The Films of Roberto Rossellini traces the career of one of the most influential Italian filmmakers through close analysis of the seven films that mark important turning points in his evolution: The Man with a Cross (1943), Open City (1945), Paisan (1946), The Machine to Kill Bad People (1948-52), Voyage in Italy (1953), General della Rovere(1959), and The Rise to Power of Louis XIV (1966). Beginning with Rossellini's work within the fascist cinema, it discusses his invention of neorealism, a new cinematic style that resulted in several classics during the immediate postwar period. Almost immediately, however, Rossellini's continually evolving style moved beyond mere social realism to reveal other aspects of the camera's gaze, as is apparent in the films he made with Ingrid Bergman during the 1950s; though unpopular, these works had a tremendous impact on the French New Wave critics and directors. Rossellini's late career marks a return to his nonrealist period, now critically reexamined, in such works as the commercially successful General della Rovere, and his eventual turn to the creation of didactic films for television.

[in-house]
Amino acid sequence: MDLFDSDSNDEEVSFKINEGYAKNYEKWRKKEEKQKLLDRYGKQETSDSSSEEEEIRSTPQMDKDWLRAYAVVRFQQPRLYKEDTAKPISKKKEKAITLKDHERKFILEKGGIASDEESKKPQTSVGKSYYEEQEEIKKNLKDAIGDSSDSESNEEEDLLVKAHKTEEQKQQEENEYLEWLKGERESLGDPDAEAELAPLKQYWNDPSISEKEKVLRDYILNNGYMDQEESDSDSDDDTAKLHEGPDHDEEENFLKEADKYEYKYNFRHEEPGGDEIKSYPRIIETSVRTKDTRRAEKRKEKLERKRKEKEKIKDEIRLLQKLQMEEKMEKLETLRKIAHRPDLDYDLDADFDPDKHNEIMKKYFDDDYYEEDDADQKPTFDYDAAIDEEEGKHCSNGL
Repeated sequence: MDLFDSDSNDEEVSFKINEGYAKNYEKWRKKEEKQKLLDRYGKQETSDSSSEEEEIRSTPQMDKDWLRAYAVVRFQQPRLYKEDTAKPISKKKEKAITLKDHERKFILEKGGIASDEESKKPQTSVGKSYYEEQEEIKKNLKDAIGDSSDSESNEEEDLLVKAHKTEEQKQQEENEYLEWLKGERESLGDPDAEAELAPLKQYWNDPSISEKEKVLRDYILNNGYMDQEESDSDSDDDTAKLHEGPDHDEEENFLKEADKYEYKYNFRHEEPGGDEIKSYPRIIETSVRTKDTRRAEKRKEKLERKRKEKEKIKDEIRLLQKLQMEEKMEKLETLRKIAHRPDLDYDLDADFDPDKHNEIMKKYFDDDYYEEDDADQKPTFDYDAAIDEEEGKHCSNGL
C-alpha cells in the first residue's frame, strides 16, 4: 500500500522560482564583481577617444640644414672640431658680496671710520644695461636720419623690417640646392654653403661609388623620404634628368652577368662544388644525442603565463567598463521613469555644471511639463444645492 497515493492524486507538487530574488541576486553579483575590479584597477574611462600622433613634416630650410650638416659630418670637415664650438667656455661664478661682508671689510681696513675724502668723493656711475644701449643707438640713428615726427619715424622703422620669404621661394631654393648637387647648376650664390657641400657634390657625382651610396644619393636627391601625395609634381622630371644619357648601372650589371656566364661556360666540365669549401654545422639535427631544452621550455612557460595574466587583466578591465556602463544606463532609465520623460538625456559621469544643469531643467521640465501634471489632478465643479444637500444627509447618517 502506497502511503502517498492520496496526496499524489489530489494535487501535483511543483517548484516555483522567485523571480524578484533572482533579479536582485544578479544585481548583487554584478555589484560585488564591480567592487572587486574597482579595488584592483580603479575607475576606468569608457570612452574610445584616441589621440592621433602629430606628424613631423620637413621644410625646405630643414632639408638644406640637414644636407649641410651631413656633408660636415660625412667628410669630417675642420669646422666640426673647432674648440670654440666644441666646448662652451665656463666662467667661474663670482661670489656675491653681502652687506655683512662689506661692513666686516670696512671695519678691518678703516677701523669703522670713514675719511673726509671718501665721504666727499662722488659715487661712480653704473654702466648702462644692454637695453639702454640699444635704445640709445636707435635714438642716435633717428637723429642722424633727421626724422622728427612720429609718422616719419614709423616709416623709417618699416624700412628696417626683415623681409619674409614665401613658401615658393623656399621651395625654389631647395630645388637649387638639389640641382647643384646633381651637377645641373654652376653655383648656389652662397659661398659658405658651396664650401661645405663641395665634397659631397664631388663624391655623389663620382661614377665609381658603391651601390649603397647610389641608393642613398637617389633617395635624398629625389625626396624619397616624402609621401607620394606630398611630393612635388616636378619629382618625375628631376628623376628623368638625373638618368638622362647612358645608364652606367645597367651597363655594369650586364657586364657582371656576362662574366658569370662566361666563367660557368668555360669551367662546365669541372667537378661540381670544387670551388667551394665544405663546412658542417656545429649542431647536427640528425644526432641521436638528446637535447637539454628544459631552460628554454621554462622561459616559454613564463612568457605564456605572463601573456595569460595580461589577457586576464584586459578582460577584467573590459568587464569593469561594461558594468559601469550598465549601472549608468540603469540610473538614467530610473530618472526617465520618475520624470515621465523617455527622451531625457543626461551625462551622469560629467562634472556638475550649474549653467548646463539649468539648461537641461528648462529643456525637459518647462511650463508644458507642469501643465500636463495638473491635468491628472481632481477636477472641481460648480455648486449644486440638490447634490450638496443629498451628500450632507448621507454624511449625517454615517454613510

"Bondanella's excellent addition to the 'Cambridge Film Classics' series provides an overview of the work of the originator of Italian neorealism...There is a real depth to Bondanella's analysis of Rossellini's ideology and to his discussion of innvovations in cinematic technique such as the 'Pancinor zoom.' Chronology, filmology, and bibliography as well as invaluable notes. An excellent introduction to Rossellini for undergraduate students of film, and the more advanced student or scholar should also benefit from the current bibliography and from some of the insightful analyses." Choice